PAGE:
Symposium The Changing World of the Goose
“To give all those interested in the well-being of wild geese a framework within which to understand the changes that goose populations everywhere are undergoing”. (Prof. Dr. R.C. Ydenberg)
Wageningen University and Research Centre (WUR)
International Council for Game and Wildlife Conservation/
Conseil International de la Chasse et de la Conservation du Gibier.
With its extensive low-lying grasslands and mild winters, The Netherlands is an ideal area for many species of geese, and some two million spend the winter there. Most depart in the spring to northern and eastern breeding areas, but in the last few decades several species have established breeding populations, that have also expanded enormously. This has led to substantial damage to agricultural fields, as well as impacts on nature and recreation areas. Geese at Schiphol International Airport now also pose a hazard to flight safety.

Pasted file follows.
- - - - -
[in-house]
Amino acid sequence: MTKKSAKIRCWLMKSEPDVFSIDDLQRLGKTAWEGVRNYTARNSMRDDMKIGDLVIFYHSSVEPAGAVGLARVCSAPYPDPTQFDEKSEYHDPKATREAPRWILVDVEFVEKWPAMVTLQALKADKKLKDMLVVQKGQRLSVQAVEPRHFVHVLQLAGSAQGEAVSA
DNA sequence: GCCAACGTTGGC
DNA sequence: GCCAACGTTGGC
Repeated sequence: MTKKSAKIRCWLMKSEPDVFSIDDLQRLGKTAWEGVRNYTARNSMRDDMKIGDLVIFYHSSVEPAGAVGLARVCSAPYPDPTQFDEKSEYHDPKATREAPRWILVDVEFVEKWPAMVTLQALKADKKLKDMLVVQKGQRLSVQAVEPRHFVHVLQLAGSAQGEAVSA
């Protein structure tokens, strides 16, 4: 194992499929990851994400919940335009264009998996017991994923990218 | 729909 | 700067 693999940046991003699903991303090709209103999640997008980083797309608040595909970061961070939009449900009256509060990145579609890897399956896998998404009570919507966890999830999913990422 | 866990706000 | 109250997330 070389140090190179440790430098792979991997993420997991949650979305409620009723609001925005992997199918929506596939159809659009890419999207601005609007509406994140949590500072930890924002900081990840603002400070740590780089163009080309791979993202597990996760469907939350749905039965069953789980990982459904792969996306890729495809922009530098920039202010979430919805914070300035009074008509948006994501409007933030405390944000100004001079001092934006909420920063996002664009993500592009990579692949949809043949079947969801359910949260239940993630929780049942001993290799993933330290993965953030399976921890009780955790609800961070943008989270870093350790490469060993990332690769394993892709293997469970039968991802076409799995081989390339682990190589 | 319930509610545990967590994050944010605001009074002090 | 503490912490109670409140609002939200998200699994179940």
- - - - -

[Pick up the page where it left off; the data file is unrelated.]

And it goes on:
Diverse organizations in The Netherlands with perspectives and purviews ranging from applied problems to basic biology are interested in various aspects of the situation. For example, the Steering Group “Bird Collisions” was created in 2010 under chairmanship of the Ministry of Infrastructure & Environment. Wageningen University and the Royal Dutch Hunting Association (KNJV) established a group led by Prof. Dr. Ronald Ydenberg and Prof. Dr. Herbert Prins to study the migratory and genetics of geese.
A symposium would therefore be timely, and the International Council for Game Conservation (CIC) and Wageningen University (WUR) have undertaken to do so. It will be held in March 2014 on the theme “The changing world of the Goose”. The aim is “To give all those interested in the well-being of wild geese a framework within which to understand the changes that goose populations everywhere are undergoing. Contribution by Dutch and foreign experts with diverse viewpoints will aim to enhance the understanding of just what is happening with goose populations in The Netherlands. Though science-based, the symposium will be suitable for a broad audience, and all are welcome.